Whereas, through the actions of one significant member of the Maryland State Party, the 2nd Vice Chairman Larry Helminiak, as an elected Officer of the Party’s leadership, participated in actively preventing other members of his own Central Committee, blocking information from being passed between members, plus pressuring other County’s Central Committee members, to violate their Oath of Office, or the unencumbered exercise of their franchise, while fulfilling their duties as fellow elected officials, (Article IV, Section 4.1, Subsection b, Clauses (1), & (5) plus Article XII, Section 12.1, & Section 12.2) and,
Whereas, by stating at an open meeting, that all members of any County Central Committee, were not ‘elected officials, as they do not stand for election in a general election, but were therefore equal to and should be only considered as ‘being appointed to their seats’ thus degrading the status and the earned, recognized, legal position of each elected Committee members, and,
Whereas, by his specific actions, both internally on this Committee, and throughout the state, he has tried to remove the lawful control of the State Party from the Central Committee elected delegates, placing it into the hands of a limited number of Party officials, contrary to traditional government by ‘We the People’ under consent of those being governed as outlined in our Constitution, a situation of Party Leadership tyranny is being fostered and created, and by using the power of the Party treasury to fund lawsuits to the detriment of, and promotion of these changes, no individual Central Committee’s independence or sovereign existence is guaranteed, and,
Whereas, as there was no reasonable excuse for the State Party to be involved in this lawsuit or situation at all, spending State Party assets to do so, unless this were an attempt to destroy the Party’s Central Committee’s function and their existence through these actions, thus destroying the Party itself,
Therefore, I submit a resolution under the By-Laws were these actions should be considered as ‘Conduct Unbecoming for an Officer of the Party’, I hereby request and require that 2nd Vice Chairman Larry Helminiak be given a vote of ‘No Confidence’ by this Convention for his continuing in office, stepping down immediately as an officer of the Party, and an election for his replacement be accorded as outlined in the State Party By-Laws (Article V, Section 5.5, Subsection e, Clause (2) immediately during this gathering of this Spring Convention.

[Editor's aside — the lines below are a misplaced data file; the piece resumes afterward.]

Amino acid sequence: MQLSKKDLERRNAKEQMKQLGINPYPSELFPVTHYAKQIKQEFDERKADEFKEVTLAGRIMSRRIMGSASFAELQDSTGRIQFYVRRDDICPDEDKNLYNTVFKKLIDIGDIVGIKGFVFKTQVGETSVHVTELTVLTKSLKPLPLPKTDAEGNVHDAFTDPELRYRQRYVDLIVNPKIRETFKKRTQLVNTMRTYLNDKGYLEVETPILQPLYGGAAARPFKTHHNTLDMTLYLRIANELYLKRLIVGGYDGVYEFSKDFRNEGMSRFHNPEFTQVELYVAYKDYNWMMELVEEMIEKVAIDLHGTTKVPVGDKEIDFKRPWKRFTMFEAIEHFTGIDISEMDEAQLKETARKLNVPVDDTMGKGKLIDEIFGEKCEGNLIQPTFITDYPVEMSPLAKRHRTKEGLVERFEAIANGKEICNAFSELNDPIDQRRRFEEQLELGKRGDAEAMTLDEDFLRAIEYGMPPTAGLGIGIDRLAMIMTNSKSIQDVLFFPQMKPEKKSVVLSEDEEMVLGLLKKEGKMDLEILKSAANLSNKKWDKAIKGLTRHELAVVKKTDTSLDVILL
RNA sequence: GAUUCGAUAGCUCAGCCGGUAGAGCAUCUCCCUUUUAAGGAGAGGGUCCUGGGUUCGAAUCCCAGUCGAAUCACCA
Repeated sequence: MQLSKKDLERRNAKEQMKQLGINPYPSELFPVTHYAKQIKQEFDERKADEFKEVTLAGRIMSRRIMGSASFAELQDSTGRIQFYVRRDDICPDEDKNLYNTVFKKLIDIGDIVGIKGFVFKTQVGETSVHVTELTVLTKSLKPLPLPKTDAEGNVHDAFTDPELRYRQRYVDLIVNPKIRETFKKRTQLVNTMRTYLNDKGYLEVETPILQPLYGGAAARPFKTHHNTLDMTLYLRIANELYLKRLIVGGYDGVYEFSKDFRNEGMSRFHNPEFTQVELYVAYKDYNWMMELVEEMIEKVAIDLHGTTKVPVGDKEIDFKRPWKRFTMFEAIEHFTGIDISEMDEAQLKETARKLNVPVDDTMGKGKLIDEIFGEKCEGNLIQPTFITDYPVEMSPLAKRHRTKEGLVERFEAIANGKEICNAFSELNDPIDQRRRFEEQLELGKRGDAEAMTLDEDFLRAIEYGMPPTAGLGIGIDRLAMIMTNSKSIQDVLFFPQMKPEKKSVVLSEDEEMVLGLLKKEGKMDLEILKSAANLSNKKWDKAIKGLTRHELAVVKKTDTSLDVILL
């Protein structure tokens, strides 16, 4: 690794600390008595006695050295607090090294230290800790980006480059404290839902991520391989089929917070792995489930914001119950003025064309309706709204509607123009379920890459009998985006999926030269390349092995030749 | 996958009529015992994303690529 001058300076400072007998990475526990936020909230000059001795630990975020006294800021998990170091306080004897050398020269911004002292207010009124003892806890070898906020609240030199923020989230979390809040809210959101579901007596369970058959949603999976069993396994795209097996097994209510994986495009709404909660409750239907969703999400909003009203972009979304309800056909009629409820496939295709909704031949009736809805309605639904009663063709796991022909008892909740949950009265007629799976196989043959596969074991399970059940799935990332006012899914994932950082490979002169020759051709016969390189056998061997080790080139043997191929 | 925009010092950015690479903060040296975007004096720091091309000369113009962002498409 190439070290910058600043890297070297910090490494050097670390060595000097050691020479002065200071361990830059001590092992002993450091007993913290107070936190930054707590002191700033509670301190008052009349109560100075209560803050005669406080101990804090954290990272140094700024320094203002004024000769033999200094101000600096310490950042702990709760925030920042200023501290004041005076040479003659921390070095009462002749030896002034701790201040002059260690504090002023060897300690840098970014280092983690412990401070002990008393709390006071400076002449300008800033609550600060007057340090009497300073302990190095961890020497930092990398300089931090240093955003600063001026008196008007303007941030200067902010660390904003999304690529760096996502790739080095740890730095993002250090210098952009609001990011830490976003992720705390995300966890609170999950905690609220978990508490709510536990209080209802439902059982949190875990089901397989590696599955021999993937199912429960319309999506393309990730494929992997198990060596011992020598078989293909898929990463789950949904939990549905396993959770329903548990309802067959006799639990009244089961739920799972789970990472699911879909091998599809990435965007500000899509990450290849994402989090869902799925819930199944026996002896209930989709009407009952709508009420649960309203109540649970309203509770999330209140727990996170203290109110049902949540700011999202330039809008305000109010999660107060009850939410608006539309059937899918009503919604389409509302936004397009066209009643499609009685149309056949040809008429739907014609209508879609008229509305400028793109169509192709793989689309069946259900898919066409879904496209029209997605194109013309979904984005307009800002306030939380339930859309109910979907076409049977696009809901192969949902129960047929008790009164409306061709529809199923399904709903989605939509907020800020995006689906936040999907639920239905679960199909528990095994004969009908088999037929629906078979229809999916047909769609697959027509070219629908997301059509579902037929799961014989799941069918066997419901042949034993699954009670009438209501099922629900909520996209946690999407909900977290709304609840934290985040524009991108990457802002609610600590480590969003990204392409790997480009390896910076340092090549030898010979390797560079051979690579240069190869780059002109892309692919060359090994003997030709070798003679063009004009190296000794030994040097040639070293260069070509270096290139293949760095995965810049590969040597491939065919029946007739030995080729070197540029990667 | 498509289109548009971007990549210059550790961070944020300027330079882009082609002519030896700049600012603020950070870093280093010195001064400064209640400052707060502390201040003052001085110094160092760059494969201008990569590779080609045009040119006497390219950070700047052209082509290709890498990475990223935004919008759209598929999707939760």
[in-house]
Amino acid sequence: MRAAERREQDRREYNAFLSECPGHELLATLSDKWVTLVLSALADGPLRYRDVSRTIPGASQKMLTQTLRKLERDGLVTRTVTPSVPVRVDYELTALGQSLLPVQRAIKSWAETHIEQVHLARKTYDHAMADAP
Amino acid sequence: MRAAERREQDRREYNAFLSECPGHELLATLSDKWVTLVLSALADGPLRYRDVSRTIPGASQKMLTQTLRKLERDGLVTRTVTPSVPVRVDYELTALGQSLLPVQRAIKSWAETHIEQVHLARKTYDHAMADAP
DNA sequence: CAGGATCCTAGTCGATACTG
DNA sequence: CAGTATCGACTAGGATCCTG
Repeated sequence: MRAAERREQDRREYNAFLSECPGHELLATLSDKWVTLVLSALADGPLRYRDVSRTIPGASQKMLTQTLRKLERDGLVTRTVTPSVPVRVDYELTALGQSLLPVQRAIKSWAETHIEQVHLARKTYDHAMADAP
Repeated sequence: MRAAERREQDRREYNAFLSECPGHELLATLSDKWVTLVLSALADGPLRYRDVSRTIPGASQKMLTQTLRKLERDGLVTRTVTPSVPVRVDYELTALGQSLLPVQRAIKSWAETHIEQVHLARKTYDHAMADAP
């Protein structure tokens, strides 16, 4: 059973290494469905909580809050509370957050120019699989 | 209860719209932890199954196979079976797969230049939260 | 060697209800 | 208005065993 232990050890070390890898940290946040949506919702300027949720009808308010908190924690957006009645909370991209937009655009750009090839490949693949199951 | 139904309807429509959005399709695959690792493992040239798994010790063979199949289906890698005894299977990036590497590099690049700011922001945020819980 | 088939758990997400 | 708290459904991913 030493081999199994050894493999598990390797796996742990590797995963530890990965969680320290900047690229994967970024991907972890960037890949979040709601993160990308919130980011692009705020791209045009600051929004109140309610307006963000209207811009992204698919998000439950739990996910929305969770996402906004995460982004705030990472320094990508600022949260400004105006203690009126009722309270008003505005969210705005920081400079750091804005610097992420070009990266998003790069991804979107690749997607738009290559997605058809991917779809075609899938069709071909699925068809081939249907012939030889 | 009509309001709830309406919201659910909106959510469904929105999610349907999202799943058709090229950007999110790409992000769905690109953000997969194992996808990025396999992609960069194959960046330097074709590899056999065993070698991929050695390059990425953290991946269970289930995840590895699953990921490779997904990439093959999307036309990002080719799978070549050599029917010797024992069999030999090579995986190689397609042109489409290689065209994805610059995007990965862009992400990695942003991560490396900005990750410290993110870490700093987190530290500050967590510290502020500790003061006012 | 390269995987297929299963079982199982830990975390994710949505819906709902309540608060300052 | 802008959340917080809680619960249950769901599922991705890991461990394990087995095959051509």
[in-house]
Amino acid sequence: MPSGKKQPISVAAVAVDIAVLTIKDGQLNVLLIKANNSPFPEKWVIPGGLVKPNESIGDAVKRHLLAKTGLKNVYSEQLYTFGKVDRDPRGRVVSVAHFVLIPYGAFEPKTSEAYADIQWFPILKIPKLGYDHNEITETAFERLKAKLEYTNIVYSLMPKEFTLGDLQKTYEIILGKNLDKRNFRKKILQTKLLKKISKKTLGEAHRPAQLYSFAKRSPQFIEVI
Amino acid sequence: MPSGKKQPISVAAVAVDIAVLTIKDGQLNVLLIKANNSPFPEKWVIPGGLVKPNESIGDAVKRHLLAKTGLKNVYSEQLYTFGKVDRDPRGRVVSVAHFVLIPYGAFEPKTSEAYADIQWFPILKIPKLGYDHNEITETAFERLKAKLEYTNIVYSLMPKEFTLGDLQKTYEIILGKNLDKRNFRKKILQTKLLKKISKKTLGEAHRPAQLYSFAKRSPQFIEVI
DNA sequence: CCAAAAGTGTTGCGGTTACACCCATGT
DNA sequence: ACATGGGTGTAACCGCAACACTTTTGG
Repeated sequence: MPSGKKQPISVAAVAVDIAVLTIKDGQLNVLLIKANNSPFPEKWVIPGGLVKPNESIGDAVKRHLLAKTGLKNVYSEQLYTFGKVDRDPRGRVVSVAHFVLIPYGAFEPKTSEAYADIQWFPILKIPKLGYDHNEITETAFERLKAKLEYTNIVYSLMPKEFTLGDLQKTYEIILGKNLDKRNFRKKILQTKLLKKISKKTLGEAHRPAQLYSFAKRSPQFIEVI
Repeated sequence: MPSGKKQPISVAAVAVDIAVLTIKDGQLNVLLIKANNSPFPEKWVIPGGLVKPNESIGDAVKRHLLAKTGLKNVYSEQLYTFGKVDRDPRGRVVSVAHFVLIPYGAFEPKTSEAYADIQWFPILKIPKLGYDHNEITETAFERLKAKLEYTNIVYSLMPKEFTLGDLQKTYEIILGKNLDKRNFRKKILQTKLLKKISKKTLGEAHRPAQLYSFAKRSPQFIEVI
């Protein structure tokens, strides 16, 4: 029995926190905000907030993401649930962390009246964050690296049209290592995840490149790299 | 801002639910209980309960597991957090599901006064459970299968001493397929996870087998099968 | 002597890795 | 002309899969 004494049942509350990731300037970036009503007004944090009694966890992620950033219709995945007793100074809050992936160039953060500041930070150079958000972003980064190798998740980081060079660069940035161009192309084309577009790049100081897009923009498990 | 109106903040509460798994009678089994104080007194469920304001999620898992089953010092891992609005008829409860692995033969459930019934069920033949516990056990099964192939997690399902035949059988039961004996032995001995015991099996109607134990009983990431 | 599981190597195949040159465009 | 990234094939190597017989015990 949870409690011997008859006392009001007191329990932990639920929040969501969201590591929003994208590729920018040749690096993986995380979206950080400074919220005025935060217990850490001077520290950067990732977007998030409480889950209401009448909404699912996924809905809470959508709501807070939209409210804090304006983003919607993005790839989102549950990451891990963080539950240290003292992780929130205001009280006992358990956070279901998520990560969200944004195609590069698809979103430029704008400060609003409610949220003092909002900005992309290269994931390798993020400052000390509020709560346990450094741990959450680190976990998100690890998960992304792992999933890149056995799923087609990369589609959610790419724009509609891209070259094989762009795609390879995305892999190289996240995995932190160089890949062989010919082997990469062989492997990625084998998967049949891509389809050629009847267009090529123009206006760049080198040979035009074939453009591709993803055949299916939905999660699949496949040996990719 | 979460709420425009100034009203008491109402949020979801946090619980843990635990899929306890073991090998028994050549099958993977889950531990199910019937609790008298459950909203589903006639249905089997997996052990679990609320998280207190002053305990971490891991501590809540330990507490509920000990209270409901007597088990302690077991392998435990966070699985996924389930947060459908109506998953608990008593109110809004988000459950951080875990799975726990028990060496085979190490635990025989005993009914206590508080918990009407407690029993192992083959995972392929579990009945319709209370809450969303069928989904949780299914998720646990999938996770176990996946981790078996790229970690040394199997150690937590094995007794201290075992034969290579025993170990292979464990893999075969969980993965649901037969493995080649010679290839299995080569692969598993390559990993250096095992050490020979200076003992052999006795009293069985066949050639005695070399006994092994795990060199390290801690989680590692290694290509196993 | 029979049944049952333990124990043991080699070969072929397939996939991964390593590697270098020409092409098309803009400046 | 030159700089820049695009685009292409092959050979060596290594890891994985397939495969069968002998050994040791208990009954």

We go back to the question of whether the Carroll County GOP made the proper play. Thus far the courts have disagreed with Burns, but there is a legitimate question of why the state party had to be involved in the case at all, particularly to the tune of $37,000. On those occasions where previous governors have plucked a member out of the General Assembly for his cabinet, or the more usual death or resignation of a member of either party, the standard procedure was one name picked by the local Central Committee. Carroll County’s first choice wasn’t to Larry Hogan’s liking, so someone requested a do-over. That does seem rather disrespectful of the local officials, yet a majority was fine with that. (You better believe it wouldn’t have been a majority on ours.) Bear in mind that the provision of Article III, Section 13 of the Maryland Constitution does NOT provide for the governor’s rejection of the appointee.
Perhaps the most disappointing part of Burns’ accusation is the paragraph where he alleges Helminiak said members of the Central Committee were not elected officials. In the respects that we are not paid for holding office, need not fill out financial disclosures, and are elected in the primary election rather than the general, this is true; however, we do have to take an almost identical oath of office, have to fill out the campaign finance reports (which include having the bank account and selecting a campaign treasurer), and are given a set of responsibilities which include appointing various officials up to and including members of the General Assembly. I don’t know about Carroll County, but ours takes that responsibility seriously.
In 2010, the last time I was elected, 2,139 people said I was an elected official. I think that carries a little weight, don’t you?